By now, many of us have renewed our annual dues with local nonprofits that are membership-based. Most Sonoma Valley nonprofits are on a fixed-date calendar renewal schedule, with membership starting on the same set date each year. Organizations such as the Sonoma Valley Historical Society, the Sonoma Valley Women’s Club, Newcomers, and Vintage House fit in this category, with memberships starting January 1 and ending December 31.
The Boys & Girls Clubs of Sonoma Valley also provides fixed date membership renewals, but the dates span June 1 to May 31. However, a few local organizations, including the Sonoma League for Historic Preservation and the Sonoma Valley Museum of Art, offer anniversary date renewals. That means if you join as a member in July or any other month of the year, your membership will expire a year later.
While it may not seem that having a fixed date or anniversary date member renewal schedule makes a difference, research indicates that it indeed does.
Research conducted by the American Society of Association Executives (ASAE) shows that smaller organizations tend to have fixed date membership renewals and larger organizations offer anniversary date renewals. What’s significant about this research is that organizations with anniversary renewal dates are more likely to see an overall increase in their membership, but that organizations on calendar renewal cycles show a higher overall membership renewal rate. While the anniversary cycle may allow for more people to join spontaneously throughout the year, many of these may be fair weather members who won’t renew the following year.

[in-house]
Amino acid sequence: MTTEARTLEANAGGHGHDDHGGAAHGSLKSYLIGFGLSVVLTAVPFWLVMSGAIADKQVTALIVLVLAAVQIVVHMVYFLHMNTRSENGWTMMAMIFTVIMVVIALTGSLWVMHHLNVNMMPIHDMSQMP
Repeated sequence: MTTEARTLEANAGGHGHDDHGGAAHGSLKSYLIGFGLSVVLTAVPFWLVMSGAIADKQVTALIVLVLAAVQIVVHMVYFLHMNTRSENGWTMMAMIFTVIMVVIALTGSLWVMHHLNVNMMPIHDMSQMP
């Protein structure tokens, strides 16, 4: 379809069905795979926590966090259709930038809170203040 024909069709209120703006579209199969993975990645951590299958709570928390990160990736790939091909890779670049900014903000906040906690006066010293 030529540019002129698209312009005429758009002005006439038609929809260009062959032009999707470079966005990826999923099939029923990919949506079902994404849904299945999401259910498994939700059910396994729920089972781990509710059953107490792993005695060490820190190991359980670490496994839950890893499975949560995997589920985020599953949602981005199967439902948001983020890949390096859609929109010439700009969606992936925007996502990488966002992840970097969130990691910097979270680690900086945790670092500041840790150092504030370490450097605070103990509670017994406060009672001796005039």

From a member’s perspective, people want the flexibility to be able to join whenever they want. But to make that happen, nonprofits need the technology to support anniversary date renewals. They also need the ability to continually engage with members throughout the year to ensure that new members who join whenever they are motivated to do so remain members in subsequent years.
Historically, new members are always the lowest category of members to renew, so organizations should work the hardest to keep them as members.
Wild Apricot, a membership management technology solution, recommends that instead of sending invoices or renewals right before the membership expiration date, organizations create a year-long “membership connection campaign.” During this campaign, members should be reminded about the value the organization provides to them and be given the opportunity to provide feedback on how the organization can improve the programing and services it offers to members.
The most recent Membership Marketing Benchmarking Report concludes that the three most popular methods of sending out renewal notices are email, followed by a hard copy mailed reminder, followed by a phone call from staff or volunteers. ASAE provides the following tips for renewal communications: (1) tailor your renewal message to ensure you’re communicating that the value your organization offers is still aligned with why the member joined in the first place – a tip that’s especially important for first-year members; (2) vary your message so that the second and third reminders don’t look and sound like the first one; (3) add renewal reminders in your newsletters throughout the year; (4) use control groups to test what language generates the most renewals; and (5) keep it simple. The easiest way to ensure member retention is to enable members to renew on their own via online recurring dues. This process is just like automatic billing that many of us use for loan, utility, or subscription payments.
Regardless of whether you use a fixed date calendar renewal schedule or an anniversary date renewal schedule, don’t forget to thank members when they renew. In addition to the automated thank you page members see after they rejoin online, a personalized hard copy letter sent in the mail still goes a long way in showing your members just how important they are to your organization.